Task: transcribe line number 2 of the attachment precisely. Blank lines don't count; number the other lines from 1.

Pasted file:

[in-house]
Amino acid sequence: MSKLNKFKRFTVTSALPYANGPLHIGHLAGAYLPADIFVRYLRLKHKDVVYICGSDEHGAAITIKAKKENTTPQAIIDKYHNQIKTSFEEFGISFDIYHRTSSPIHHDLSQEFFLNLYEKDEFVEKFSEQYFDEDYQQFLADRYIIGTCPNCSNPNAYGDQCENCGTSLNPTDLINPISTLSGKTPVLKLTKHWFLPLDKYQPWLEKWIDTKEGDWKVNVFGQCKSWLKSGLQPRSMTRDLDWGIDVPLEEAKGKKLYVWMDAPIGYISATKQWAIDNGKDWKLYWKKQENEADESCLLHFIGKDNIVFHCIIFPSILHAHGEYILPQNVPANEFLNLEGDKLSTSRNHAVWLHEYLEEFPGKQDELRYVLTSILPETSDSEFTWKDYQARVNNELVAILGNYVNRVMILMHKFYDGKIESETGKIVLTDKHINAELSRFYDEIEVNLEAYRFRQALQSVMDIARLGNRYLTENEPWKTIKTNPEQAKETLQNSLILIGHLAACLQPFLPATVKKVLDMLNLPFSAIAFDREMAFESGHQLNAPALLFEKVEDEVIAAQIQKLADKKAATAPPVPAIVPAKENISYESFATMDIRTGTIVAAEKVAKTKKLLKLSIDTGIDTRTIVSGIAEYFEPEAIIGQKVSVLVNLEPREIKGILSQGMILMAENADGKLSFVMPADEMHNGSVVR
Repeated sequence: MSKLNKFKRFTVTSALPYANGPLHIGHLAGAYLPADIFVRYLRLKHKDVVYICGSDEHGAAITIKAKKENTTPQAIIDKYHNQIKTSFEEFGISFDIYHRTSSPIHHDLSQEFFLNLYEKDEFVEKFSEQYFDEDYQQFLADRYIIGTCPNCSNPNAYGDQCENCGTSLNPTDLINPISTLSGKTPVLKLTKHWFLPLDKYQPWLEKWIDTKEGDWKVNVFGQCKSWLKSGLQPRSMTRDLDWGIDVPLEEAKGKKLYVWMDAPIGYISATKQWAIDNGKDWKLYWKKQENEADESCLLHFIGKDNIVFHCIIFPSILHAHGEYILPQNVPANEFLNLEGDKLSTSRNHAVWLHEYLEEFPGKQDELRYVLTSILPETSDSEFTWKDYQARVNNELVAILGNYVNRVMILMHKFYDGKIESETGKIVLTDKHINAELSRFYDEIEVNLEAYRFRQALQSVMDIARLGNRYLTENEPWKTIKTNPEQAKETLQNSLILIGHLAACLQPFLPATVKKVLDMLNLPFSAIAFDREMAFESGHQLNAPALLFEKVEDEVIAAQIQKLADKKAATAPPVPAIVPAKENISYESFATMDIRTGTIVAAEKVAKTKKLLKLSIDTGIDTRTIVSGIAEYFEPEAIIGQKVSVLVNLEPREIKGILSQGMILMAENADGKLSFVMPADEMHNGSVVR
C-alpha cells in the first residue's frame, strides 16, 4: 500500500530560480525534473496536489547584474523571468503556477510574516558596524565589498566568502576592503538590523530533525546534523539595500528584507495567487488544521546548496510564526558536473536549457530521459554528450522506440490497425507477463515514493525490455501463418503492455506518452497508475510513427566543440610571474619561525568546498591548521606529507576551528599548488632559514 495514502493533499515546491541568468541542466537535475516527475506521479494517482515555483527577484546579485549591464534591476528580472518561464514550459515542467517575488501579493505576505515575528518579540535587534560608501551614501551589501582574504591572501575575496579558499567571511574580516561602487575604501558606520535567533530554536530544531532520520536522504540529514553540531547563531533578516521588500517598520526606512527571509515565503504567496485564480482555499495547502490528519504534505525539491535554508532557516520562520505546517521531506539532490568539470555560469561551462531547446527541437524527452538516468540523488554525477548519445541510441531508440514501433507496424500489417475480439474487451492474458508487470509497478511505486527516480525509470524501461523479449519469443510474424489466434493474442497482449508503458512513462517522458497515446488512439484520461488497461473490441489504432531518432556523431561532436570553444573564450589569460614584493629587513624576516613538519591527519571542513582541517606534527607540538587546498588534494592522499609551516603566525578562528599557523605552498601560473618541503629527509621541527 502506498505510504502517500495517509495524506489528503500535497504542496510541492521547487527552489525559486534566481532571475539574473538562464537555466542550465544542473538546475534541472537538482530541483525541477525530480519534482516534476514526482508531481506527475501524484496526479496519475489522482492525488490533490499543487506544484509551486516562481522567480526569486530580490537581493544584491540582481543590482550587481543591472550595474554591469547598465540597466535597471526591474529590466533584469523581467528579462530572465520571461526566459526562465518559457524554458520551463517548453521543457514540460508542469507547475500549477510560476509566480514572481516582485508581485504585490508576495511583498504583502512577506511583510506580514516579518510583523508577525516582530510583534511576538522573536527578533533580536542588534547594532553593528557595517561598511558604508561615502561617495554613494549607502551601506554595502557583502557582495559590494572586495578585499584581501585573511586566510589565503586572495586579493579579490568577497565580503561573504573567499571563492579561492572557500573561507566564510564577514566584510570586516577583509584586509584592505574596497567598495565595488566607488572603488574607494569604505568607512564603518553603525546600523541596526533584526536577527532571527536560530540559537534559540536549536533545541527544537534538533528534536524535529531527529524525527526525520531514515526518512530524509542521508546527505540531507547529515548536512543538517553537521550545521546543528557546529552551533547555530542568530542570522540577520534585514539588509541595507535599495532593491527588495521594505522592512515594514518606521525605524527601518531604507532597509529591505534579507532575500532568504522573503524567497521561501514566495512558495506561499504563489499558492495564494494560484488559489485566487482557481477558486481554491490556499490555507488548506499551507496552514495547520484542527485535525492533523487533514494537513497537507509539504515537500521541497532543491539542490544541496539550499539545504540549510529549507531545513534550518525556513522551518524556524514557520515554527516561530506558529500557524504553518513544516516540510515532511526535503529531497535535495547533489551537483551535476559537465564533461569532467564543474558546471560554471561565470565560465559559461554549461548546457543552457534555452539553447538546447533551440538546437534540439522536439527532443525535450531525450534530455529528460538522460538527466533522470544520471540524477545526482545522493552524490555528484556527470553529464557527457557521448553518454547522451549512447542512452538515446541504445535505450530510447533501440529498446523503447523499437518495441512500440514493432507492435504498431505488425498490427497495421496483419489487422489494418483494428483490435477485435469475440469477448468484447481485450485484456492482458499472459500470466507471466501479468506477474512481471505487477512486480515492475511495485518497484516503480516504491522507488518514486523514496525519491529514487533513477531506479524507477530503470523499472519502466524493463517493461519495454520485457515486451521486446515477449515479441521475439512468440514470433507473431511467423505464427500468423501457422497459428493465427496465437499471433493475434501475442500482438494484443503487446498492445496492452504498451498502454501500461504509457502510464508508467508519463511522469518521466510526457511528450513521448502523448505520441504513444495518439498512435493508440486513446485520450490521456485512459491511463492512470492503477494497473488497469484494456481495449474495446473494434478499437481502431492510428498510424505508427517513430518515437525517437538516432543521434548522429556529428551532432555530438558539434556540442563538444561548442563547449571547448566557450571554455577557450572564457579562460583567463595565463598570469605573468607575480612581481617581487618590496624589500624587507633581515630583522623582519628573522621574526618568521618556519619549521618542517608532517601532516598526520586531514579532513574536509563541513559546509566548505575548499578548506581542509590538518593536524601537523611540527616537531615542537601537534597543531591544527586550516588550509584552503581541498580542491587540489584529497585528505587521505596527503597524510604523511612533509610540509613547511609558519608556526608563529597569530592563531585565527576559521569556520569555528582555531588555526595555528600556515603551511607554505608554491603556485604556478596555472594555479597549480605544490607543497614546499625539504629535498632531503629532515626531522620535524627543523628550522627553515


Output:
Amino acid sequence: MSKLNKFKRFTVTSALPYANGPLHIGHLAGAYLPADIFVRYLRLKHKDVVYICGSDEHGAAITIKAKKENTTPQAIIDKYHNQIKTSFEEFGISFDIYHRTSSPIHHDLSQEFFLNLYEKDEFVEKFSEQYFDEDYQQFLADRYIIGTCPNCSNPNAYGDQCENCGTSLNPTDLINPISTLSGKTPVLKLTKHWFLPLDKYQPWLEKWIDTKEGDWKVNVFGQCKSWLKSGLQPRSMTRDLDWGIDVPLEEAKGKKLYVWMDAPIGYISATKQWAIDNGKDWKLYWKKQENEADESCLLHFIGKDNIVFHCIIFPSILHAHGEYILPQNVPANEFLNLEGDKLSTSRNHAVWLHEYLEEFPGKQDELRYVLTSILPETSDSEFTWKDYQARVNNELVAILGNYVNRVMILMHKFYDGKIESETGKIVLTDKHINAELSRFYDEIEVNLEAYRFRQALQSVMDIARLGNRYLTENEPWKTIKTNPEQAKETLQNSLILIGHLAACLQPFLPATVKKVLDMLNLPFSAIAFDREMAFESGHQLNAPALLFEKVEDEVIAAQIQKLADKKAATAPPVPAIVPAKENISYESFATMDIRTGTIVAAEKVAKTKKLLKLSIDTGIDTRTIVSGIAEYFEPEAIIGQKVSVLVNLEPREIKGILSQGMILMAENADGKLSFVMPADEMHNGSVVR